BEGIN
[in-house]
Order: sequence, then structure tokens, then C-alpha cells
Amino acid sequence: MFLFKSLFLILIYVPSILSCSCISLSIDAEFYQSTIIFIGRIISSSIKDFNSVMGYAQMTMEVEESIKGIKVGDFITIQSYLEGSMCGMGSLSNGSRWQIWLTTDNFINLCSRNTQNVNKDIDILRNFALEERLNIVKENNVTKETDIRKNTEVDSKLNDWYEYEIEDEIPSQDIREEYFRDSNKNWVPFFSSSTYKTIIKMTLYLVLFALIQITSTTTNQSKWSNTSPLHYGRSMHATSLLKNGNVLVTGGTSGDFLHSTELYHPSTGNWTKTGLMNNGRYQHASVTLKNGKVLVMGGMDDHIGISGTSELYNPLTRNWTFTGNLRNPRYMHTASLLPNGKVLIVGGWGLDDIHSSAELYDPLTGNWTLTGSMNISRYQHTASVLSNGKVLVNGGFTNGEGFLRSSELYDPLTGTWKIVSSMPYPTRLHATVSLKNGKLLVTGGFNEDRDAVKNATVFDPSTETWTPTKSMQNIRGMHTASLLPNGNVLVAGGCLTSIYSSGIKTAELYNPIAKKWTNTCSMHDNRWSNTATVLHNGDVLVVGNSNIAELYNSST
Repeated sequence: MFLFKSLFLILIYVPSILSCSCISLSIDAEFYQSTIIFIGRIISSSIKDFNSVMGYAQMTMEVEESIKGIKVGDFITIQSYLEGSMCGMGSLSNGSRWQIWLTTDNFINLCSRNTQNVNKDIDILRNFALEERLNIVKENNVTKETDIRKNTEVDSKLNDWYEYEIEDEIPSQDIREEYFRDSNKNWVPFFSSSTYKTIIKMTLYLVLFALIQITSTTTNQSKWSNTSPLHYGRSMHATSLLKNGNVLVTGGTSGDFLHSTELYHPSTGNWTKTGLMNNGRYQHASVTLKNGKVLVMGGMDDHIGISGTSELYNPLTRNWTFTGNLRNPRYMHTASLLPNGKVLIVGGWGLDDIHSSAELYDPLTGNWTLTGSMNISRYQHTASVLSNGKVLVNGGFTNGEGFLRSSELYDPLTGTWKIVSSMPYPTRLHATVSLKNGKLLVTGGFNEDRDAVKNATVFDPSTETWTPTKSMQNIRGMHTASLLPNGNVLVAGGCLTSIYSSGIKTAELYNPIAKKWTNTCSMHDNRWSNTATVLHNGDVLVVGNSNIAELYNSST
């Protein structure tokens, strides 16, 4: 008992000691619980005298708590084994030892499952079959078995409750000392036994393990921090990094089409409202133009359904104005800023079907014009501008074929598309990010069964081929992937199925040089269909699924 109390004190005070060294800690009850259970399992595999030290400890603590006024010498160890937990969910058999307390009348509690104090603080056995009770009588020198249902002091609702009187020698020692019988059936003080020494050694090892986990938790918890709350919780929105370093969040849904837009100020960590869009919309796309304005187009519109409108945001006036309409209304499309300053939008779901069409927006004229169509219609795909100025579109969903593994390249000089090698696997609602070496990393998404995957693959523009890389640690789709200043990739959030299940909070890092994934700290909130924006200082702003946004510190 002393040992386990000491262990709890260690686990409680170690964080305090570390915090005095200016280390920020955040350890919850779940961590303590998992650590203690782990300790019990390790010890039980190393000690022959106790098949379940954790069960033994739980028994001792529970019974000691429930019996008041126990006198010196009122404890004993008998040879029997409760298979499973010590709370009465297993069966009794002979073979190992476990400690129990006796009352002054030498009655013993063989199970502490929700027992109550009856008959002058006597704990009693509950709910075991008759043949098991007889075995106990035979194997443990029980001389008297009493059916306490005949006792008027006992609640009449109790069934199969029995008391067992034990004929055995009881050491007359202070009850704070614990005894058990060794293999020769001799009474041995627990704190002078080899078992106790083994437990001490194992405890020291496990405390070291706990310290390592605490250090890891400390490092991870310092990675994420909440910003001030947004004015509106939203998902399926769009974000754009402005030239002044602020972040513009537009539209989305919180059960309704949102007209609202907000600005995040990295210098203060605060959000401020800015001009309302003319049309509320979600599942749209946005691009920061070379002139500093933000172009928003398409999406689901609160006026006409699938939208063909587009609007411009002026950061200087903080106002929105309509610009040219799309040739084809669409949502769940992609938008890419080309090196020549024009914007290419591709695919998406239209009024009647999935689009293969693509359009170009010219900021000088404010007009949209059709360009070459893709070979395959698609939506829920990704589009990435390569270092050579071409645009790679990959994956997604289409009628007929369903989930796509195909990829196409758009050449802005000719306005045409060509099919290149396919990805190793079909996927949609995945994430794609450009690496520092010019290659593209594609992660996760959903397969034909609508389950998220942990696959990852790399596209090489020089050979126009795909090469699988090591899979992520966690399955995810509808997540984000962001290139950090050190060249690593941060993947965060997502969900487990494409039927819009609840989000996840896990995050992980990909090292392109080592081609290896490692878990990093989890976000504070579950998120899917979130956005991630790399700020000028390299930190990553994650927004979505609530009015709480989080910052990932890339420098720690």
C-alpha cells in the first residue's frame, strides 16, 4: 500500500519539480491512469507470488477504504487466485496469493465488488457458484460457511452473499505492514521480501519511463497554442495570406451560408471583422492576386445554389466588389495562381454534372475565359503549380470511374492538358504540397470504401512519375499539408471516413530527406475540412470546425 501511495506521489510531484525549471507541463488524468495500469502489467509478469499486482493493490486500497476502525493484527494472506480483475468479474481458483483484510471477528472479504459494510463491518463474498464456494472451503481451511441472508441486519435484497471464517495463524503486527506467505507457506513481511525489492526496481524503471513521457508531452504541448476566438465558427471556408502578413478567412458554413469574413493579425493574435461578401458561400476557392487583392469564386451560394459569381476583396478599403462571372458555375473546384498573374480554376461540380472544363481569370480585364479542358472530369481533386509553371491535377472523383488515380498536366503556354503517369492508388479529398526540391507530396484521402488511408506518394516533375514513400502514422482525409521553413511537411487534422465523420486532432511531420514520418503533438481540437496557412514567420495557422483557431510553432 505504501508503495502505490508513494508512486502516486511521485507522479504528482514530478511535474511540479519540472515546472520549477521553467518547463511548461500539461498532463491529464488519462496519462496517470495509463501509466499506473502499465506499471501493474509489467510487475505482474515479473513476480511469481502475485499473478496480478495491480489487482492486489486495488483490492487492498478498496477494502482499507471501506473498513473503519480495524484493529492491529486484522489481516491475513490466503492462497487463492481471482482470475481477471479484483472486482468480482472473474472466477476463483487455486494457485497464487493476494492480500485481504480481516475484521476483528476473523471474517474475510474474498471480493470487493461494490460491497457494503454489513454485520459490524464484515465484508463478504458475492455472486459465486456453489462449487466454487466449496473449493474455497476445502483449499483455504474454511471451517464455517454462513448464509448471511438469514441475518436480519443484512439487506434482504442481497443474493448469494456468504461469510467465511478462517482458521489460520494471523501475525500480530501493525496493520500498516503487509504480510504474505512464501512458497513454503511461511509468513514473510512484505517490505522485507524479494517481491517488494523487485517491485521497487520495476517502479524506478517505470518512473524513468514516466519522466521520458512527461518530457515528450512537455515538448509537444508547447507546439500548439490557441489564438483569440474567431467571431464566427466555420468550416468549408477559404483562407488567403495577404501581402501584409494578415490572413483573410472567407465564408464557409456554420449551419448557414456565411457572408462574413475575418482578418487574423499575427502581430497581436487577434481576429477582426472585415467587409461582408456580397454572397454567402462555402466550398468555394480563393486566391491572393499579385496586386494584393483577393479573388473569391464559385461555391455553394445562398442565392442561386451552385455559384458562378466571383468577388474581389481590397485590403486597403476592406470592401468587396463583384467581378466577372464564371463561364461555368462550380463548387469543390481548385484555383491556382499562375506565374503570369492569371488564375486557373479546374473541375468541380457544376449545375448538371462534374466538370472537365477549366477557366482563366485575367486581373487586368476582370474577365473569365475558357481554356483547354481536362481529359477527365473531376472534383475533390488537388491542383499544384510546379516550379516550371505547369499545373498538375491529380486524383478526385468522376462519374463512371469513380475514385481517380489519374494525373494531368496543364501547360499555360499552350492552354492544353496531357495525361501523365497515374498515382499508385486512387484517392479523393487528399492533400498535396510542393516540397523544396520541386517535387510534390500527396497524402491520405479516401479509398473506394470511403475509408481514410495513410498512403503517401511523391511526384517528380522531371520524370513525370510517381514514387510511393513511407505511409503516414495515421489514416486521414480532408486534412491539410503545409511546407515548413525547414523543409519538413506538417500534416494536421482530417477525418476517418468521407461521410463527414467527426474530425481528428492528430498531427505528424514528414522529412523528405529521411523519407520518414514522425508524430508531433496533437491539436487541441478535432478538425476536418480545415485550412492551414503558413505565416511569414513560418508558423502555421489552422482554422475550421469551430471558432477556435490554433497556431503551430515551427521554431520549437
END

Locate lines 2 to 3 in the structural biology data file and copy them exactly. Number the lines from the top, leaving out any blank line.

Order: sequence, then structure tokens, then C-alpha cells
Amino acid sequence: MFLFKSLFLILIYVPSILSCSCISLSIDAEFYQSTIIFIGRIISSSIKDFNSVMGYAQMTMEVEESIKGIKVGDFITIQSYLEGSMCGMGSLSNGSRWQIWLTTDNFINLCSRNTQNVNKDIDILRNFALEERLNIVKENNVTKETDIRKNTEVDSKLNDWYEYEIEDEIPSQDIREEYFRDSNKNWVPFFSSSTYKTIIKMTLYLVLFALIQITSTTTNQSKWSNTSPLHYGRSMHATSLLKNGNVLVTGGTSGDFLHSTELYHPSTGNWTKTGLMNNGRYQHASVTLKNGKVLVMGGMDDHIGISGTSELYNPLTRNWTFTGNLRNPRYMHTASLLPNGKVLIVGGWGLDDIHSSAELYDPLTGNWTLTGSMNISRYQHTASVLSNGKVLVNGGFTNGEGFLRSSELYDPLTGTWKIVSSMPYPTRLHATVSLKNGKLLVTGGFNEDRDAVKNATVFDPSTETWTPTKSMQNIRGMHTASLLPNGNVLVAGGCLTSIYSSGIKTAELYNPIAKKWTNTCSMHDNRWSNTATVLHNGDVLVVGNSNIAELYNSST